Simon & Schuster has entered a deal to start publishing books by self-publishing star author John Locke. There’s not so much that’s new about that in and of itself—after all, just a few months ago several publishers bid on works by self-publishing star Amanda Hocking. But something that is new, the Bookseller points out, is the terms of the publishing agreement: Simon & Schuster is just taking the print books and creating a new imprint to do it, and Locke will continue self-publishing his own e-books.
Not only does this mean S&S is splitting print and digital rights—something publishers have been so reluctant to do in the past that they sued when RosettaBooks wanted to do it for backlist titles—but given the pricing Locke puts on its e-books it would seem like a rather risky move for the publisher.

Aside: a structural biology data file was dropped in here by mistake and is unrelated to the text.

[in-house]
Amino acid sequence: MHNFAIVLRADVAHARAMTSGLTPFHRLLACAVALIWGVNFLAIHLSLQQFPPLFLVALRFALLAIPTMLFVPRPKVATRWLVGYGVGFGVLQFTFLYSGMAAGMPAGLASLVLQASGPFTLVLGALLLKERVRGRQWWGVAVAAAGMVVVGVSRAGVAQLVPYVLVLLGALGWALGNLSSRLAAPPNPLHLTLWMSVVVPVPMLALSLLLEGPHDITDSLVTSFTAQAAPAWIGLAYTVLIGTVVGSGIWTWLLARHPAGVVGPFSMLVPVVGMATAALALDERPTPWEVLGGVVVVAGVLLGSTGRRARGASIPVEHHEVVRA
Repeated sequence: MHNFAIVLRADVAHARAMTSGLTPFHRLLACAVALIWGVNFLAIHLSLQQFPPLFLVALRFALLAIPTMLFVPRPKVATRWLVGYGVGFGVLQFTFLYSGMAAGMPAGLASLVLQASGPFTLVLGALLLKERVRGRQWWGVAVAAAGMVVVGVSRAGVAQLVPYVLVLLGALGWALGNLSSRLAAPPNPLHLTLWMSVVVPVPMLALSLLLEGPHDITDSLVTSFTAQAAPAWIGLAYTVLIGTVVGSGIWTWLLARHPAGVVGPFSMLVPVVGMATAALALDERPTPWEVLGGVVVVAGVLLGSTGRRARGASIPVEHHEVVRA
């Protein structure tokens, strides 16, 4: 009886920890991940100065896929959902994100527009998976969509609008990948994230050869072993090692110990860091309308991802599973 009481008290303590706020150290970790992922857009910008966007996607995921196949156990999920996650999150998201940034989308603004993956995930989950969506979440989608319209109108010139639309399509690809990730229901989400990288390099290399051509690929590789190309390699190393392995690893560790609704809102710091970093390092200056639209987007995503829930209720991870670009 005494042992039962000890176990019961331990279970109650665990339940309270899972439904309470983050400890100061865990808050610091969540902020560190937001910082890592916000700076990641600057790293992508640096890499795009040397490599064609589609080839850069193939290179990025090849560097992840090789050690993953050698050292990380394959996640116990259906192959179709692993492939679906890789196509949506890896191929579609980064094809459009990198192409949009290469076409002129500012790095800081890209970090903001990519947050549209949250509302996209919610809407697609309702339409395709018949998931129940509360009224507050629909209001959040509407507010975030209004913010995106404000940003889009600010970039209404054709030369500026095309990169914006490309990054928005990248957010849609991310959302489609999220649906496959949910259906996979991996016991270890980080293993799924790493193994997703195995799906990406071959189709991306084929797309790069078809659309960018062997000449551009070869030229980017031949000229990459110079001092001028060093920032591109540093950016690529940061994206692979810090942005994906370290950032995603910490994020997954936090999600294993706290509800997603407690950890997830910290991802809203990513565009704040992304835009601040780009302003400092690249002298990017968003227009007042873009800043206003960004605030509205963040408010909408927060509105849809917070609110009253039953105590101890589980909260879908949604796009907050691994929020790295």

For S&S, it is surely a gamble. One of the major reasons Locke’s books sell is because he prices them cheap at $0.99 (49p); S&S must be thinking hard about the size of the print runs and the right price point. US mass-market paperbacks are generally priced around $8.99, which may be a bit too steep for Locke’s fan base.
For 99-cent books, the royalty Amazon offers is only 35%, not the 70% much-beloved of self-publishing authors—but even so, 35% is still a greater percentage than the 25% publishers have balked at offering.
Will more publishers follow suit and allow authors to self-publish their own e-books while they concentrate on print? It seems unlikely, but in today’s turbulent world of e-publishing, who can say?